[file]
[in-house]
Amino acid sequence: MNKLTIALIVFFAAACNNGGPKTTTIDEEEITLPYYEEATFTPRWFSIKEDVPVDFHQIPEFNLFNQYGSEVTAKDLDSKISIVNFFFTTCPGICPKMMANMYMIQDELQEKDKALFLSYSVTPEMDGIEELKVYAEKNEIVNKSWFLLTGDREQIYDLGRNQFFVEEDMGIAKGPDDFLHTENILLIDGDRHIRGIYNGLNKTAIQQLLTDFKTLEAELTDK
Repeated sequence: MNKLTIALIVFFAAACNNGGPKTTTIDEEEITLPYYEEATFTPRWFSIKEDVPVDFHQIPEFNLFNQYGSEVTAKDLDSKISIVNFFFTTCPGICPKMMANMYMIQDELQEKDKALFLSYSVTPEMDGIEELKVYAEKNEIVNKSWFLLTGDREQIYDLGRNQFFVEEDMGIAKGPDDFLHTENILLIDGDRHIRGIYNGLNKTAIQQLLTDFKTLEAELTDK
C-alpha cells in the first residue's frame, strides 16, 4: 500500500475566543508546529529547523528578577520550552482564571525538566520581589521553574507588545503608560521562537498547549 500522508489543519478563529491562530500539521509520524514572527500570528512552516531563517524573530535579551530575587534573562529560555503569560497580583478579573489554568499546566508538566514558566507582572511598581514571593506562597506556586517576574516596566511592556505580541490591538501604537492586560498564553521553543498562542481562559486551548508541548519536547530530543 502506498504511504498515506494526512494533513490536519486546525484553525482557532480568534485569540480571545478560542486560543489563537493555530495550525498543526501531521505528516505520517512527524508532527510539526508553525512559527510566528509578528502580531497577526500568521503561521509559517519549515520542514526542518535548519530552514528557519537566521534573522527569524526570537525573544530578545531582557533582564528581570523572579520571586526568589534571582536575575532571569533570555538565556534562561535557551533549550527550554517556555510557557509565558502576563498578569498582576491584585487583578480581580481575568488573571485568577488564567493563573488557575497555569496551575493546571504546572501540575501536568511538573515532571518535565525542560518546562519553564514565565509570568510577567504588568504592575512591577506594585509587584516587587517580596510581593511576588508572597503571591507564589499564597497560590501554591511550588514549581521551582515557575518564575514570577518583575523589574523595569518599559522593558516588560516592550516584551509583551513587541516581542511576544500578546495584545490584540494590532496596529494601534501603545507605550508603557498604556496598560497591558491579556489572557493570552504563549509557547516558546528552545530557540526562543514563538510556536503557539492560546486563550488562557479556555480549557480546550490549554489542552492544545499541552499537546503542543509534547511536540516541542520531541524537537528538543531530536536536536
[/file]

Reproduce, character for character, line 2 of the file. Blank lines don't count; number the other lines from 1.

Amino acid sequence: MNKLTIALIVFFAAACNNGGPKTTTIDEEEITLPYYEEATFTPRWFSIKEDVPVDFHQIPEFNLFNQYGSEVTAKDLDSKISIVNFFFTTCPGICPKMMANMYMIQDELQEKDKALFLSYSVTPEMDGIEELKVYAEKNEIVNKSWFLLTGDREQIYDLGRNQFFVEEDMGIAKGPDDFLHTENILLIDGDRHIRGIYNGLNKTAIQQLLTDFKTLEAELTDK